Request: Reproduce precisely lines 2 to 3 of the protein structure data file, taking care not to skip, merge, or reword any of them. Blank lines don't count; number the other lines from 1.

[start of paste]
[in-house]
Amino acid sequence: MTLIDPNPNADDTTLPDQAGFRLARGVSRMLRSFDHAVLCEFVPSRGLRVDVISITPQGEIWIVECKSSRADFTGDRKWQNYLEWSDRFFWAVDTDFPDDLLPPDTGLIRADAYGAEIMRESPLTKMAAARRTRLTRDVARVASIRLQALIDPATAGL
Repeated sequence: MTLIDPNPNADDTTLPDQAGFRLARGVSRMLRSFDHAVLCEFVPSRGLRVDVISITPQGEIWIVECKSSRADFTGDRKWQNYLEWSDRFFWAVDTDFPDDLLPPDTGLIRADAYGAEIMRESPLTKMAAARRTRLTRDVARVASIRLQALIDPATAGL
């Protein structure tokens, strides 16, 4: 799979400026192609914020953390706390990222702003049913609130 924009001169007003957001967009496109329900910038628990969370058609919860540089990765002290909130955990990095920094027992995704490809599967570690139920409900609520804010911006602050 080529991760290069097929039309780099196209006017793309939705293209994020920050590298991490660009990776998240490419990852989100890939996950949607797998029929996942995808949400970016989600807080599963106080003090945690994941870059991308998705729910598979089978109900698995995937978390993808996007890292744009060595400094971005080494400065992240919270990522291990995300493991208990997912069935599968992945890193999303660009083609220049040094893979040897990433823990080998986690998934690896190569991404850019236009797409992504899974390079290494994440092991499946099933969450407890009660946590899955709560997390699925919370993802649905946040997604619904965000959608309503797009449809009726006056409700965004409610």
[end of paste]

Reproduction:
Amino acid sequence: MTLIDPNPNADDTTLPDQAGFRLARGVSRMLRSFDHAVLCEFVPSRGLRVDVISITPQGEIWIVECKSSRADFTGDRKWQNYLEWSDRFFWAVDTDFPDDLLPPDTGLIRADAYGAEIMRESPLTKMAAARRTRLTRDVARVASIRLQALIDPATAGL
Repeated sequence: MTLIDPNPNADDTTLPDQAGFRLARGVSRMLRSFDHAVLCEFVPSRGLRVDVISITPQGEIWIVECKSSRADFTGDRKWQNYLEWSDRFFWAVDTDFPDDLLPPDTGLIRADAYGAEIMRESPLTKMAAARRTRLTRDVARVASIRLQALIDPATAGL